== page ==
The federal government handed down laws that required Native Americans to abandon their established appearance and lifestyle. Some laws banned customary religious practices while others required Indian males to cut their long hair. Agents on more than two-thirds of American Indian reservations organized courts to impose federal polices that often banned traditional cultural and spiritual practices.
To speed the assimilation operation, the government started Indian schools that tried to quickly and vigorously Americanize Indian youth. As per the founder of the Carlisle Indian School in Pennsylvania, the schools were developed to “kill the Indian and save the man.” In order to achieve this objective, the schools forced pupils to speak only English, put on proper American attire and to switch their Indian names with more “American” ones. These new policies brought Native Americans nearer to the end of their traditional tribal identity and the start of their life as citizens under the absolute control of the U.S. authorities.
Native American Treaties with the United States
In 1887, Congress approved the General Allotment Act, the most significant part of the U.S. government’s assimilation platform, which was written to “civilize” American Indians by educating them to be farmers. In order to make this happen, Congress wanted to increase non-public ownership of Indian land by dividing reservations, which were collectively held, and issuing each family their own parcel of land.
In addition to this, by pushing the Native Americans onto limited plots of land, western developers and settlers could purchase the remaining land. The General Allotment Act, referred to as the Dawes Act, required that the Indian lands be surveyed and each family be provided with an allotment of between 80 and 160 acres, while unmarried adults received between 40 to 80 acres; the residual acreage was to be sold. Congress expected that the Dawes Act would split up Indian tribes and inspire individual enterprise, while reducing the cost of Indian administration and producing prime land to be purchased by white settlers.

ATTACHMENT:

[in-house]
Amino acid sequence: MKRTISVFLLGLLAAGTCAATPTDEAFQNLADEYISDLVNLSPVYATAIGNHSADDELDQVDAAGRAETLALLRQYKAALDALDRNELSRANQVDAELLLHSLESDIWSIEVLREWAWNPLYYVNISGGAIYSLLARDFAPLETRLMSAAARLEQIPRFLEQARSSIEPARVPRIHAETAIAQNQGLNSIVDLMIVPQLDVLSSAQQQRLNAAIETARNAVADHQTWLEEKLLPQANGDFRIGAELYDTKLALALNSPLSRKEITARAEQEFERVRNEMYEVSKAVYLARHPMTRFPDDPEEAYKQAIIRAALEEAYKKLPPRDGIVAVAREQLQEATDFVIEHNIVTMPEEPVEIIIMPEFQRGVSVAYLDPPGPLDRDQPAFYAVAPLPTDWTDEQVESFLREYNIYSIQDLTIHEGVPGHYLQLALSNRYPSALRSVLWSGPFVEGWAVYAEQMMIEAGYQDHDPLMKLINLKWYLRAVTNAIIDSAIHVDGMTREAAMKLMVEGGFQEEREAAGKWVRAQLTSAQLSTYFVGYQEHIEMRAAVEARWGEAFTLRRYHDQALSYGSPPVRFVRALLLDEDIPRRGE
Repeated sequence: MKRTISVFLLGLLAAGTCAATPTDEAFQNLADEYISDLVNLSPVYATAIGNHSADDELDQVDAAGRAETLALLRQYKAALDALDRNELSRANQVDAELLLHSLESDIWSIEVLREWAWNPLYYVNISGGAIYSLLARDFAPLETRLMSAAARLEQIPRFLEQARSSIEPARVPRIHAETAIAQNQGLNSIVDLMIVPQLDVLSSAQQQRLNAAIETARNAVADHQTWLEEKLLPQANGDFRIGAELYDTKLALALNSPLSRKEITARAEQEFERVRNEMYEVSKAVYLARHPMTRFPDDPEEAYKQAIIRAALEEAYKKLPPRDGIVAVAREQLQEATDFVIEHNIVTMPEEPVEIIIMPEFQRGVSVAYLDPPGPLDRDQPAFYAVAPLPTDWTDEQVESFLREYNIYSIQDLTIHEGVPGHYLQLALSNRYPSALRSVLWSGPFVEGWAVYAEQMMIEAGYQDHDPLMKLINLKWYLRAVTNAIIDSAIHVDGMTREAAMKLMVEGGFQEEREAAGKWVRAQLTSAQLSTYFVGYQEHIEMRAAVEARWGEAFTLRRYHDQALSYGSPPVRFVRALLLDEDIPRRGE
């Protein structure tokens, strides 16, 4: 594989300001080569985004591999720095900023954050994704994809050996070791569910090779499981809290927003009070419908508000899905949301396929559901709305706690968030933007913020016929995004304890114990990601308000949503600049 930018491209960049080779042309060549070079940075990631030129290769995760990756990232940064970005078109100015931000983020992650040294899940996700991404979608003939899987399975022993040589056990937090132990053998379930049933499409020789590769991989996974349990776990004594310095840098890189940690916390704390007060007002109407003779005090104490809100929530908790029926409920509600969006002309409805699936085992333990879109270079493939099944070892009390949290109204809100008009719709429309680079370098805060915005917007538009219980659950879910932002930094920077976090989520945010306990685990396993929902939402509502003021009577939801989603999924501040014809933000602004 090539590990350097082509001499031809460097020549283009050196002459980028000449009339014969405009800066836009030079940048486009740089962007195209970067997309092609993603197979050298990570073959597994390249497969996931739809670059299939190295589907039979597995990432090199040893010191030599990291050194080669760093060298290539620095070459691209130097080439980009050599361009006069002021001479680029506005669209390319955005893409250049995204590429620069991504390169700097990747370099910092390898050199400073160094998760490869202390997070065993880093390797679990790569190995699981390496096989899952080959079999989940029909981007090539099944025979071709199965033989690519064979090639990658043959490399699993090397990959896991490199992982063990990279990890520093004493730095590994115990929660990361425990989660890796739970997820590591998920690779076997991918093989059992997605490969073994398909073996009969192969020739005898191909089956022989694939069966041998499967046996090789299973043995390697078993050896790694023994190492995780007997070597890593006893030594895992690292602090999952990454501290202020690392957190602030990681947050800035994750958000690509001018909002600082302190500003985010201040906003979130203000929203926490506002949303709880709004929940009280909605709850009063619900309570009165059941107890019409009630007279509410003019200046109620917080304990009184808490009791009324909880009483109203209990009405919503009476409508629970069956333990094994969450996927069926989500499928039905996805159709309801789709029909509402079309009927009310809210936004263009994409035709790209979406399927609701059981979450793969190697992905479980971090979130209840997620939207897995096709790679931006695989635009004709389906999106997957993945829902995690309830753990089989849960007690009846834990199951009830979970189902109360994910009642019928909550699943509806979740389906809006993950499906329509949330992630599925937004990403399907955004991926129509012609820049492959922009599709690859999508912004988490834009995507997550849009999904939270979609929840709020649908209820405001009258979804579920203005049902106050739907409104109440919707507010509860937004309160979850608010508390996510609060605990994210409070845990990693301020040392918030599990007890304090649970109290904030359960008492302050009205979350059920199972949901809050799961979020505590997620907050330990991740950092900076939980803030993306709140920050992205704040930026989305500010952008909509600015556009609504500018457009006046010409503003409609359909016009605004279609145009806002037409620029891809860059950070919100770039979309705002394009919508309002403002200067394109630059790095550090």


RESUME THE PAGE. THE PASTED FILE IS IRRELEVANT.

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The Dawes Act proved to be disastrous for the American Indians; over the next generations they lived under policies that outlawed their traditional way of life yet failed to provide the critical resources to support their businesses and families. Splitting the reservations into smaller parcels of land brought about the significant decrease of Indian-owned land. Within three decades, the people had lost more than two-thirds of the region that they had controlled before the Dawes Act was passed in 1887; the majority of the remaining land was sold to white settlers.
Regularly, Native Americans were duped out of their allotments or were required to sell their land in order pay bills and take care of their own families. Because of that, the Indians were not “Americanized” and were routinely not able to become self-supporting farmers or ranchers, like the makers of the policy had expected. Aside from that it created resentment among Indians toward the U.S. government, as the allotment process often destroyed land that was the spiritual and social hub of their lives.
Native American Culture
Between 1850 and 1900, life for Native Americans changed dramatically. Due to U.S. administration regulations, American Indians were forced from their housing because their native lands were parceled out. The Plains, which they had previously roamed without restriction, were now filled up with white settlers.
The Upshot of the Indian Wars
Over these years the Indians have been defrauded out of their land, food and lifestyle, as the federal government’s Indian regulations forced them into reservations and attempted to “Americanize” them. Many American Indian bands did not make it through relocation, cultural destruction and military loss; by 1890 the Native American population was reduced to less than 250,000 persons. As a result of decades of discriminatory and ruthless policies instituted by the United States authorities between 1850 and 1900, life for the American Indians was changed forever.